The Real Estate Settlement Procedures Act (RESPA) is a federal statute that governs the settlement process for residential real estate transactions. It requires certain disclosures to be made to homebuyers and sellers, and it prohibits certain practices such as kickbacks or referral fees that could increase the cost of real estate transactions. RESPA mandates that borrowers receive disclosures at various times in the transaction process, including a Good Faith Estimate of settlement costs, a HUD-1 Settlement Statement detailing actual settlement costs, and information about the servicing of the loan. The act also limits the use of escrow accounts—such as those for taxes and insurance—and stipulates that buyers and sellers are not required to use any particular title insurance company.
The Truth in Lending Act (TILA) aims to promote the informed use of consumer credit by requiring disclosures about its terms and cost. In the context of real estate, TILA requires lenders to provide borrowers with clear and conspicuous disclosure of the terms of a mortgage, including the Annual Percentage Rate (APR), finance charges, amount financed, and total payments over the life of the loan. TILA also provides for a right of rescission, allowing borrowers to cancel certain types of mortgage transactions within three days after closing. Real estate agents should be aware of these requirements as they can impact the timing and structure of real estate transactions.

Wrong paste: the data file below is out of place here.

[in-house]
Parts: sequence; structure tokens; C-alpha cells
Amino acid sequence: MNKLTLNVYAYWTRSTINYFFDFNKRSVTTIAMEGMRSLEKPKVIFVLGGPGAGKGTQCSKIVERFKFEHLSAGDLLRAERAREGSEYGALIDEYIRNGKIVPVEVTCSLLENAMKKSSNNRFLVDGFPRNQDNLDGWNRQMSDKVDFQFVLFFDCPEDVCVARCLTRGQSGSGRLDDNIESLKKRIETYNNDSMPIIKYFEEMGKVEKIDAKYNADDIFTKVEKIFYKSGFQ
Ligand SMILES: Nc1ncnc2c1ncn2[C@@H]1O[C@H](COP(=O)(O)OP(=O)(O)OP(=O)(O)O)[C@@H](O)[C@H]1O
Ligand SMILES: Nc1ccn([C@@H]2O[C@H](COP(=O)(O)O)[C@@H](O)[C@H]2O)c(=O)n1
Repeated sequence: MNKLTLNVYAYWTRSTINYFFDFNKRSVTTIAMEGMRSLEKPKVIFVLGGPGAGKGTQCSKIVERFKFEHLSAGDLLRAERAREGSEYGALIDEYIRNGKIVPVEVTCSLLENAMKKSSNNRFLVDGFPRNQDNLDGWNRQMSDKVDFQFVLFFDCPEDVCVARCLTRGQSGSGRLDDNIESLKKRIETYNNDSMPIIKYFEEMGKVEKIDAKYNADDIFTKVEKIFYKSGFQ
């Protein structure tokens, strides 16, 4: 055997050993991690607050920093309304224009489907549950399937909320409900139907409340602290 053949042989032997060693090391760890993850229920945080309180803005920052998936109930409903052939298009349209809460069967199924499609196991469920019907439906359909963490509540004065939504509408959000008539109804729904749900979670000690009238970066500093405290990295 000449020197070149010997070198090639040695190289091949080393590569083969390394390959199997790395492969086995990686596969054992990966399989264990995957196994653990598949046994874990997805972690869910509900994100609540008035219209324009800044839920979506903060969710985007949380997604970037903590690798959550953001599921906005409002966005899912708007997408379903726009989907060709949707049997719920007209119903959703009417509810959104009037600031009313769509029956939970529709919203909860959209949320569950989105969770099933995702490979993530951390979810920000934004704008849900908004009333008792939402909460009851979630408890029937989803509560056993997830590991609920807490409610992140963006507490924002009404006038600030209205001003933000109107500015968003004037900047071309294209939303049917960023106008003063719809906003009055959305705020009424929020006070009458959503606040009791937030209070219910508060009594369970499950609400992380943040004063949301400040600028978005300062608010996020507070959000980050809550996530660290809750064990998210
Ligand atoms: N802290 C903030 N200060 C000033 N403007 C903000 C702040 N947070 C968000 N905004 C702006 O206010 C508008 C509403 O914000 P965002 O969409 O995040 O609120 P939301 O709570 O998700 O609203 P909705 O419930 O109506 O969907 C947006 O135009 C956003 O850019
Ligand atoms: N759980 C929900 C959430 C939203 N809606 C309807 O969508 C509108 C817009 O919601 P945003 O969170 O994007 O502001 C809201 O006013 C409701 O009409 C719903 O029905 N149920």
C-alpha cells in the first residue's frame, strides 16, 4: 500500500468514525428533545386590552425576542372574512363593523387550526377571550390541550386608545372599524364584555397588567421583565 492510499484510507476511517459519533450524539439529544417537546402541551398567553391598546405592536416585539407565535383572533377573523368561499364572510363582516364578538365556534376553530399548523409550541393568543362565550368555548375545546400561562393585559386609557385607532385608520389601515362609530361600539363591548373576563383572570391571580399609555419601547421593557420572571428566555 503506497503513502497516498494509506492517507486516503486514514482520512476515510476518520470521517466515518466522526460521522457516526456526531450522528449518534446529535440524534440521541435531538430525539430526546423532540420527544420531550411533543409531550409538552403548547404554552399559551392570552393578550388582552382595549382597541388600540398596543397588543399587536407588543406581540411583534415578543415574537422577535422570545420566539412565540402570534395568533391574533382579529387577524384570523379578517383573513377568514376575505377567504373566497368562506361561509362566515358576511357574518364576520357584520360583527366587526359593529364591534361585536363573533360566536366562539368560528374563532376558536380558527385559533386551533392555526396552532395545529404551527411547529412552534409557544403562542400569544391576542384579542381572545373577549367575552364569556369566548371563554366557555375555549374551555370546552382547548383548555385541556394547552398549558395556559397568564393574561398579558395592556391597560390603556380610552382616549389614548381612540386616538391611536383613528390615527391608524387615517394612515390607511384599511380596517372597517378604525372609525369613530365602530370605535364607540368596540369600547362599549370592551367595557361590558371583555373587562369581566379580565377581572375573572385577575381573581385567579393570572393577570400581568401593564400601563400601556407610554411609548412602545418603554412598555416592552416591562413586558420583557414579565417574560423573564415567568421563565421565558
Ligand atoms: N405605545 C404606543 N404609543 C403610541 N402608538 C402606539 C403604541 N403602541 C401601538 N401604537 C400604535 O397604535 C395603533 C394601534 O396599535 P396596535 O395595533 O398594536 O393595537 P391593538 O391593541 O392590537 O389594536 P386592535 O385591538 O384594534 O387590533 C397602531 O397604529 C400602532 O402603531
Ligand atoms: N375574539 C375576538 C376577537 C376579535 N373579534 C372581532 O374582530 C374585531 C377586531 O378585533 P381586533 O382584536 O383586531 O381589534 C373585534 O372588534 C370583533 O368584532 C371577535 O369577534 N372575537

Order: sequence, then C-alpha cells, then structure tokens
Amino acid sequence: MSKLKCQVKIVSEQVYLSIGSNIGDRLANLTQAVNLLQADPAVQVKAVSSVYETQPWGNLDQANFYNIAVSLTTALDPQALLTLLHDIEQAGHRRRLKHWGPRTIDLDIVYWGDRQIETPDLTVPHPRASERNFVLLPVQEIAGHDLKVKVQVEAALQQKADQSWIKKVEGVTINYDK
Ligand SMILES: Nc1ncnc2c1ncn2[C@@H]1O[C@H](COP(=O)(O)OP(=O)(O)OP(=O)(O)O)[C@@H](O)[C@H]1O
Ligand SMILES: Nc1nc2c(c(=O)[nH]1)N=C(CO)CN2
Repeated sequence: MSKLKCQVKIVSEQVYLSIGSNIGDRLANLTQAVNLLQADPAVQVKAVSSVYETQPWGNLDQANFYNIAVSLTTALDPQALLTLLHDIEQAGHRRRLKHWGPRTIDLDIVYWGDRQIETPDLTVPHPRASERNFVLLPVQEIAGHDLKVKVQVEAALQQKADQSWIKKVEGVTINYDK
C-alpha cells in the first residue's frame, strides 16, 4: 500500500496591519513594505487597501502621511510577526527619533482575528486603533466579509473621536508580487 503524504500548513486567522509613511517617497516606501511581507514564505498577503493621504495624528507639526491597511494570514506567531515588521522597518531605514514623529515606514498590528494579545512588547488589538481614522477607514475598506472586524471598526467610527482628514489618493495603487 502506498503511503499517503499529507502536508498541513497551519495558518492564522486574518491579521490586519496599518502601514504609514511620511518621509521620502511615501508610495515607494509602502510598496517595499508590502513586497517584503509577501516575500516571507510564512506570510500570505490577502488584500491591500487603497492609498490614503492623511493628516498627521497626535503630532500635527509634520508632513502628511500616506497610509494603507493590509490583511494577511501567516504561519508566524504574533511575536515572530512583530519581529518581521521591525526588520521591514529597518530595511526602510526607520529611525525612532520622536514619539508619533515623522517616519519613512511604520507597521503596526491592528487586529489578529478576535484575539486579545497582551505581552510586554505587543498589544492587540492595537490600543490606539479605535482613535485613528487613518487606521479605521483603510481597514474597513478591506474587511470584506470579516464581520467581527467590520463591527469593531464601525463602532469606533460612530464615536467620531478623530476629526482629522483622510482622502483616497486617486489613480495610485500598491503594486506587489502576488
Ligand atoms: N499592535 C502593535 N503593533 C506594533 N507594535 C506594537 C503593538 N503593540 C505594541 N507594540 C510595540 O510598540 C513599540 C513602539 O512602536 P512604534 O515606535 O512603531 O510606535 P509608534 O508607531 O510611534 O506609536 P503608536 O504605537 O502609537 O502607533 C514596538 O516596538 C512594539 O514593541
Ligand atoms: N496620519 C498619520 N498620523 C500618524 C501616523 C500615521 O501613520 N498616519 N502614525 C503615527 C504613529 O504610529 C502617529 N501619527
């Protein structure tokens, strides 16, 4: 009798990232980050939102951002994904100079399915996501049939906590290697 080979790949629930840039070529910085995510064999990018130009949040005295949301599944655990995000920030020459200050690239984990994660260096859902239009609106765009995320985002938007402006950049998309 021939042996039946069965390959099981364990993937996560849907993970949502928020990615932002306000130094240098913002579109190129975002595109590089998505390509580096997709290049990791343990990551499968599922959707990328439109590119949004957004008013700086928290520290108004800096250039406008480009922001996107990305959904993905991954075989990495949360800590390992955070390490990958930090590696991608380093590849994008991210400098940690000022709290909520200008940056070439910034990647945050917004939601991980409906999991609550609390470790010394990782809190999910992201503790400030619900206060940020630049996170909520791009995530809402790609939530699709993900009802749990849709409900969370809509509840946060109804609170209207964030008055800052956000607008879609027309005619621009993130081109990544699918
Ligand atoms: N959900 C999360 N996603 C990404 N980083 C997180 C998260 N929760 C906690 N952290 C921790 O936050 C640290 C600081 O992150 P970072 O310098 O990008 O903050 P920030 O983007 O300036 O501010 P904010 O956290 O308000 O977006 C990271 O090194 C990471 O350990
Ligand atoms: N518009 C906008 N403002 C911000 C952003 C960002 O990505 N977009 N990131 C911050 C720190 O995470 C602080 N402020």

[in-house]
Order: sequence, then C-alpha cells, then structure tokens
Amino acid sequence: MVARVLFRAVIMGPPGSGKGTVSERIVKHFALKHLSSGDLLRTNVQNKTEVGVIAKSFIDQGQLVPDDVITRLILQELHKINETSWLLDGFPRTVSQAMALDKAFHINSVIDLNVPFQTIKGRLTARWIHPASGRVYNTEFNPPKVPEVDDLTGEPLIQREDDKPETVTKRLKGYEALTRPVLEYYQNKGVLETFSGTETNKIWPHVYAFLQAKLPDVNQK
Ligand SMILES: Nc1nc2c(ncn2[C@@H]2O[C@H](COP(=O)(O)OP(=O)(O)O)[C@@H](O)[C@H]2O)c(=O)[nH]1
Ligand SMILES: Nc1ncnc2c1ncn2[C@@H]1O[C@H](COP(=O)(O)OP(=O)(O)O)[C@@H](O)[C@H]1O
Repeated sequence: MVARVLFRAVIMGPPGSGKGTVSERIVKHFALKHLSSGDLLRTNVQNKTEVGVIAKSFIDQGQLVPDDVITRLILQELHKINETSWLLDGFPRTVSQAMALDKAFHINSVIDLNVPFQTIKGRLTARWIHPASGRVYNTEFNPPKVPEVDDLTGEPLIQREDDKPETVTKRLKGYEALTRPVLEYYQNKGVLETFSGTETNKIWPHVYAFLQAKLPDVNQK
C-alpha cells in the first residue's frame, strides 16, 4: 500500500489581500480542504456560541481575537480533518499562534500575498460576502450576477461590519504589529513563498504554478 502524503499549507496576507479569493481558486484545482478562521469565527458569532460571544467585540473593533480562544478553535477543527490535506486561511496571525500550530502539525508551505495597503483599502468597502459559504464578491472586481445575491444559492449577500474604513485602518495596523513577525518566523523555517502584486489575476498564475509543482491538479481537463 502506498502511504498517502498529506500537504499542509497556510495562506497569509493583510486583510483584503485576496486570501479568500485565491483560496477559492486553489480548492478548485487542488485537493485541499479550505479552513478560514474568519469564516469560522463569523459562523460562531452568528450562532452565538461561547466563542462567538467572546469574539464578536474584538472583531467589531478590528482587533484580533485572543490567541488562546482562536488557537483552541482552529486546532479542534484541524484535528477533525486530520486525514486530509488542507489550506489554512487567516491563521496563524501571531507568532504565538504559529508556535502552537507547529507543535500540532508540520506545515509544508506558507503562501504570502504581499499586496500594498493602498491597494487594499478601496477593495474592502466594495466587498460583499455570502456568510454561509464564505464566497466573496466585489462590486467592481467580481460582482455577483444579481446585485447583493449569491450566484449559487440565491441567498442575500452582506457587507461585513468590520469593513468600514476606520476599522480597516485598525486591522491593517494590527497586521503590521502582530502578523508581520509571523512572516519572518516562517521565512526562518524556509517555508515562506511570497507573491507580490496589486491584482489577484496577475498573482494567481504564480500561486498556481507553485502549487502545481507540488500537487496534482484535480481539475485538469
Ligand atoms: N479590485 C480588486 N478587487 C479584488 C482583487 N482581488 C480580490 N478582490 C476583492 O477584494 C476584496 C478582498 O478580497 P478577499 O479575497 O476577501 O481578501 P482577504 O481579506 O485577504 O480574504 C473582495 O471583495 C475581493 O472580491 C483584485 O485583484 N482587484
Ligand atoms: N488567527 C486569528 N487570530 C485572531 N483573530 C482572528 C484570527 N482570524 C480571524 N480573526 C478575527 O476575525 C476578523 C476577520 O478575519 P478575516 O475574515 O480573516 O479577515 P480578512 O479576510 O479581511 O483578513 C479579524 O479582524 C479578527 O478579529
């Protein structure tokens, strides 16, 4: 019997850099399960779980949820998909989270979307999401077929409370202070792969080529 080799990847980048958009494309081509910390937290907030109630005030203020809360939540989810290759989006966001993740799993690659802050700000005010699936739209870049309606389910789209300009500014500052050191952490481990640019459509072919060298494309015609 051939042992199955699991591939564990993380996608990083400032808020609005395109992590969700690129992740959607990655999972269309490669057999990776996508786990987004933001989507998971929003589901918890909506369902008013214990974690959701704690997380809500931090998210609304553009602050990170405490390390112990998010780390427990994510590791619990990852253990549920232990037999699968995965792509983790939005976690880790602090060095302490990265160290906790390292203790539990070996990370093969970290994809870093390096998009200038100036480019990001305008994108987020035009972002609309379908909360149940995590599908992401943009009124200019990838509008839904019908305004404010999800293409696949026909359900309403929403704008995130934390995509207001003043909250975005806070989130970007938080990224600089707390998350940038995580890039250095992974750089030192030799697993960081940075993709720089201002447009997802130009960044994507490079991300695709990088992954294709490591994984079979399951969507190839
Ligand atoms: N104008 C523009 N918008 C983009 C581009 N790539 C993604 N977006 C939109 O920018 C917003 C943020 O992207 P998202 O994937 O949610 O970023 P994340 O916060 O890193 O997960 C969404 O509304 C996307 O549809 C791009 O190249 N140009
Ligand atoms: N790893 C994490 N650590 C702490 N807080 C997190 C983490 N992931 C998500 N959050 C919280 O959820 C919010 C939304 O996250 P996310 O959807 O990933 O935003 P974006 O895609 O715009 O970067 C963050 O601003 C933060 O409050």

The Fair Housing Act prohibits discrimination in housing-related transactions, including those facilitated by real estate agents. Agents must ensure that they do not discriminate against any person in the sale or rental of a dwelling, the financing of housing, or in the provision of real estate brokerage services. The Act also prohibits advertising that indicates any preference, limitation, or discrimination based on protected classes. Real estate agents must be trained to understand and comply with these anti-discrimination laws to avoid legal liability and to ensure fair treatment of all clients.
Section 6045(e) of the Internal Revenue Code requires certain information returns to be made by persons who are involved in real estate transactions. This includes the reporting of gross proceeds from real estate transactions to the IRS. Real estate agents and brokers are typically responsible for filing Form 1099-S, Proceeds From Real Estate Transactions, which reports the sale or exchange of real estate. This form is used to report the seller's information and the gross proceeds of the transaction. Real estate agents must be aware of their reporting obligations under this statute, as failure to report accurately can result in penalties.